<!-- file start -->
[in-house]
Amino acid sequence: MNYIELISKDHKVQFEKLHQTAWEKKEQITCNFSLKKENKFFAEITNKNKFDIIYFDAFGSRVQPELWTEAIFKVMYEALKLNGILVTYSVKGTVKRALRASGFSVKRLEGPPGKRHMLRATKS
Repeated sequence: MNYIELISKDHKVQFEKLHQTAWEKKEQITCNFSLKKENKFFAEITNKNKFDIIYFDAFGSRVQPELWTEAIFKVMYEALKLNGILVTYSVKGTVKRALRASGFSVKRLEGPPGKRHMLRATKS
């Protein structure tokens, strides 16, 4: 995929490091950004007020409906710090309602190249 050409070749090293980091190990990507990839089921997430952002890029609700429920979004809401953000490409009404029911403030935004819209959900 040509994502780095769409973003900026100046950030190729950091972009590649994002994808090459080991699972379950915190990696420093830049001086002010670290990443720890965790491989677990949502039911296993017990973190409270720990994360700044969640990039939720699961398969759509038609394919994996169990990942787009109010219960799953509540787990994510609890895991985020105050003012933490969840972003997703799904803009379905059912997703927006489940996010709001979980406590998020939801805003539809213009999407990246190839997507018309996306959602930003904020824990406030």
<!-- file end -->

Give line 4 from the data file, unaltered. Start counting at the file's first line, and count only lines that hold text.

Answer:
């Protein structure tokens, strides 16, 4: 995929490091950004007020409906710090309602190249 050409070749090293980091190990990507990839089921997430952002890029609700429920979004809401953000490409009404029911403030935004819209959900 040509994502780095769409973003900026100046950030190729950091972009590649994002994808090459080991699972379950915190990696420093830049001086002010670290990443720890965790491989677990949502039911296993017990973190409270720990994360700044969640990039939720699961398969759509038609394919994996169990990942787009109010219960799953509540787990994510609890895991985020105050003012933490969840972003997703799904803009379905059912997703927006489940996010709001979980406590998020939801805003539809213009999407990246190839997507018309996306959602930003904020824990406030």